Content Only You Can Write
2012 was the year of content. Sure, it was also the year of Pinterest and pictures and cat memes, but this was the year when we learned that the Internet–by which we mean Google–is really run on the back of great information. We learned it wasn’t going to be enough to chuck up some thin blogs and call it a day and it wasn’t okay to rely purely on back-linking for SEO. No, 2012 was the year when we all had to get serious and write.
We all churned out blog posts by the score, didn’t we? “How Content Marketing Is Like a Pack of Rabid Baboons,” we screamed. “637 Ways to Bedazzle Your Website.” I’m picking on marketers (with love!), but we saw it in every industry. Stock content. Content for the sake of content, all of it shrieking at in an endless cacophony.
We wound up with massive amounts of content which meant nothing, because it was all the same. We all tried to claw our way up the search rankings in the identical way; we all tried to convince our prospects to buy, buy, please God buy from us. The problem was, how can a customer make a choice when all his choices are homogeneous?
2013 needs to be the year of content only you could write.
What does that mean? After all, there are only so many ways to explain how to set up your Google Author Rank or how to cook a coq au vin. That’s entirely true. But look at these two recipes for coq au vin:
The first is simple. It focuses mostly on the steps of cooking this classic French dish, with step-by-step photos of every last diced carrot. It adequately teaches you how to make coq au vin (though I’m not sure about serving it over spaghetti).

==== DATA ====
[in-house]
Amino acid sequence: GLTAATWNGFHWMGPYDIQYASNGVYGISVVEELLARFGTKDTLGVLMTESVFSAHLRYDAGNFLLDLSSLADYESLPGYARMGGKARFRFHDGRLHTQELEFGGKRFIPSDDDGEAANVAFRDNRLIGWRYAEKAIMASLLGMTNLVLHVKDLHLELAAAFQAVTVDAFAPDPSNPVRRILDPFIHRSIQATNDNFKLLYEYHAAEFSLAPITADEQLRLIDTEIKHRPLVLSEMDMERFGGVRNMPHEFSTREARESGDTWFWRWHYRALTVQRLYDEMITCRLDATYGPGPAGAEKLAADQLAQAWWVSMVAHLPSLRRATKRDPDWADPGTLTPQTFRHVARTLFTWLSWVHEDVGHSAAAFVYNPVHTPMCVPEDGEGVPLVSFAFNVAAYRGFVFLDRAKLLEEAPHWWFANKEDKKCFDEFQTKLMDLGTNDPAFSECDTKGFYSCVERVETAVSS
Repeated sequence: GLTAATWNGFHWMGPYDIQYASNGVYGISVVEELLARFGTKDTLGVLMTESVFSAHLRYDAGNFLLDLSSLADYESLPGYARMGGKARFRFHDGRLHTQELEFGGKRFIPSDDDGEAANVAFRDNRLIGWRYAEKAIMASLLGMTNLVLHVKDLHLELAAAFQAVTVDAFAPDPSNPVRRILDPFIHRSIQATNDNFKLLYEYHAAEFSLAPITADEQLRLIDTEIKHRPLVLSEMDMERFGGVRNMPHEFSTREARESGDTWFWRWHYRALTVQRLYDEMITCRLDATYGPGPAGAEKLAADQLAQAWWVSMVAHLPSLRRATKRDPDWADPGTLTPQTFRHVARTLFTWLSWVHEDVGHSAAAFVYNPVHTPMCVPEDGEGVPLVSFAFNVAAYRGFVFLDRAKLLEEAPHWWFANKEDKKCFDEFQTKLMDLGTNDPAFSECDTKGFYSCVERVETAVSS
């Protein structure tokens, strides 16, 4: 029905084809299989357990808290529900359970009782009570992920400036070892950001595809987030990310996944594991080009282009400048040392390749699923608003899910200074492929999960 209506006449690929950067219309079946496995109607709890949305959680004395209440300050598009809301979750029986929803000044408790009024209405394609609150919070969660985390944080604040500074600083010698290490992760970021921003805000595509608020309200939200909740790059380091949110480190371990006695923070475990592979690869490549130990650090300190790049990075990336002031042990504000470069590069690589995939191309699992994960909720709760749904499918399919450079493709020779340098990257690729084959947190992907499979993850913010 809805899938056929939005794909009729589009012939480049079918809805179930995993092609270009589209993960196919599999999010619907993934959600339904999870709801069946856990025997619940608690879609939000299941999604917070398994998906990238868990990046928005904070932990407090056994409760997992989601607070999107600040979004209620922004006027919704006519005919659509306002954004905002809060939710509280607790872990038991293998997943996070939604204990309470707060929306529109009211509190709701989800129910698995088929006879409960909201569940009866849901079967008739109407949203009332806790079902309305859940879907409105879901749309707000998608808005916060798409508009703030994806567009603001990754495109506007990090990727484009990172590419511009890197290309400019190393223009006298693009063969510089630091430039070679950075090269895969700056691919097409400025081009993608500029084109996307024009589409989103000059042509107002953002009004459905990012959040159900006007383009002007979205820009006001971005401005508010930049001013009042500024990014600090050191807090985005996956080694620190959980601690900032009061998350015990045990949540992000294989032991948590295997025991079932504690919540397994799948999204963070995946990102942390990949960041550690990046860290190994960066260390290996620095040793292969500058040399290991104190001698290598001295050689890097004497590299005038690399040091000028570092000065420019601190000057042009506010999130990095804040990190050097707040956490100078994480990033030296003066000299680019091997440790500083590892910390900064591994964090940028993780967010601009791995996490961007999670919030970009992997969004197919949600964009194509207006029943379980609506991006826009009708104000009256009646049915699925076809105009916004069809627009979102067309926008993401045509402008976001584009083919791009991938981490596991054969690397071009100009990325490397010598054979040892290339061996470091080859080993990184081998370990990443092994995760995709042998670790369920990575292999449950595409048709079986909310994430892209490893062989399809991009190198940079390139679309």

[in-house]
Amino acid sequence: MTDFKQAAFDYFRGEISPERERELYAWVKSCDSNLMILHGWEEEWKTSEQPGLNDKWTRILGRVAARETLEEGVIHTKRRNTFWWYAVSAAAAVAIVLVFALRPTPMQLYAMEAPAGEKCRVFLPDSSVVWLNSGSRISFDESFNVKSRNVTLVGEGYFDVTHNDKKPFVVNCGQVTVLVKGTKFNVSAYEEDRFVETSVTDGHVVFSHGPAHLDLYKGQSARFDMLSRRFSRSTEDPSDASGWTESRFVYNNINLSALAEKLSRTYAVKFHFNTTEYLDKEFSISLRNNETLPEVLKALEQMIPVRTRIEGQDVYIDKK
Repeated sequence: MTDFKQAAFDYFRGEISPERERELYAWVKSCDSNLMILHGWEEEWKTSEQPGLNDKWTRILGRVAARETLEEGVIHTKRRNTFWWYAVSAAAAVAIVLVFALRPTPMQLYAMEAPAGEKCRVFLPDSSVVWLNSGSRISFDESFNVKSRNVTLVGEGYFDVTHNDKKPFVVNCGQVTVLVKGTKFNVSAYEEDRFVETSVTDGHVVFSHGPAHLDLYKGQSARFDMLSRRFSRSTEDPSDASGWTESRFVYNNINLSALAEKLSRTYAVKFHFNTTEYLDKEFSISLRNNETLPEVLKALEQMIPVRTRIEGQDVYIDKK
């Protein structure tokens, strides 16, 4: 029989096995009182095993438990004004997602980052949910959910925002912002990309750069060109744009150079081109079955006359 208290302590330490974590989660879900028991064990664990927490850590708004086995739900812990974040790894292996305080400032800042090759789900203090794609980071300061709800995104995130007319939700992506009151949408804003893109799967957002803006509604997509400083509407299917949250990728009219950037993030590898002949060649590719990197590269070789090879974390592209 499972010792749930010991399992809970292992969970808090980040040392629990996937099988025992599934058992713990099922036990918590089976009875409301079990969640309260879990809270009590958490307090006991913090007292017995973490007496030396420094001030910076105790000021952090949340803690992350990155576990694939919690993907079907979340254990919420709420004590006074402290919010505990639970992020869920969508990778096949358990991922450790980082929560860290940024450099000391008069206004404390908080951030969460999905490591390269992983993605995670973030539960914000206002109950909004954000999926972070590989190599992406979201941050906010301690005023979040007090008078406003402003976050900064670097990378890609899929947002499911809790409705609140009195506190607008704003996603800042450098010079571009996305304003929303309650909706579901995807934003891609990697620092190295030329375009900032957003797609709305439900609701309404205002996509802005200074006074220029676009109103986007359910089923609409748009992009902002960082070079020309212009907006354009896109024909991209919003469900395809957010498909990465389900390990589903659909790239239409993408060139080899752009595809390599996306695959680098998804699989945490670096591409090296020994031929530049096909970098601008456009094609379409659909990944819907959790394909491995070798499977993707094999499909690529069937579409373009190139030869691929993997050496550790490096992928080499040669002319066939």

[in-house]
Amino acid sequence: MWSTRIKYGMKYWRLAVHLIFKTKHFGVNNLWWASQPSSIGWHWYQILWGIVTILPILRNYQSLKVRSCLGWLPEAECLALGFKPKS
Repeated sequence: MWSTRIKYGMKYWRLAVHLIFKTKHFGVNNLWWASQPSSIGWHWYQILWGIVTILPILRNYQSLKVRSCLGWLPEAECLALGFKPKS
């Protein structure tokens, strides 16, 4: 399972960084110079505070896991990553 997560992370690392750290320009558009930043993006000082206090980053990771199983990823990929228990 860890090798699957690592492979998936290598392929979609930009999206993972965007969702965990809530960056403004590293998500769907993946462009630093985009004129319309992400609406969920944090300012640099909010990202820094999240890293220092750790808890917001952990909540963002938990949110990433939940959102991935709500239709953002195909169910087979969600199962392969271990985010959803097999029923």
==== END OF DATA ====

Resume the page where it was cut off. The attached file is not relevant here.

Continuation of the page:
Then take a look at this recipe. The recipe isn’t even new: It’s Julia Child’s. But the way she writes about the recipe, the way she writes about boiling the darn bacon and how the flavors “snuggle” together, makes this blog post unique. It couldn’t have been written by anyone else.
That’s what you need to do with your content. You need to find what it is that makes you, you. Something that’s not price, not “the best service.” Everyone claims to offer these things. You need to find out what makes your business different from any other, and create content which feels and sounds like you, that draws customers into your world so deeply they can’t help but share, click, buy.
There are three true ways to create content that stands out in a crowd:
- Voice. There are people who we read because of how they say something more than what they say. They have a flair that’s unmistakable. You’d read them if they rewrote the phone book, though that’d be stupid. Ask yourself, are you playing it safe with your content? Going for Bland Stock Corporate Voice #3? Or are you writing like you, the way you really talk to customers?
- Expertise. This is the only time I will tell you this without irony: You are a unique and delicate snowflake. There is no one else like you, and you have knowledge that reflects your innate specialness. Instead of going for big, bland blog topics, focus on topics no one else knows about, even share a few of your tricks and secrets. Get specific and really show your stuff. You’ll still build rank for longtail keywords while presenting content that’s really going to win hearts and minds.
- Angle. Maybe the topic isn’t new, but your approach to it is. Maybe you’ve got a unique personal angle that’s going to make it sing. Maybe you’re speaking to a very small niche. Maybe you’re going to completely disagree with the conventional wisdom. Whatever it is, you’re taking a cockeyed look at the world, and helping us see it with new eyes. Note: This is not an excuse for “What X Teaches Us About Unrelated Subject Y!” posts. You’re better than that.
2013 is the year to stop taking the easy way out. It’s the year to start achieving your potential and creating content which gets those critical social shares and motivates your customers to buy from you, and only you.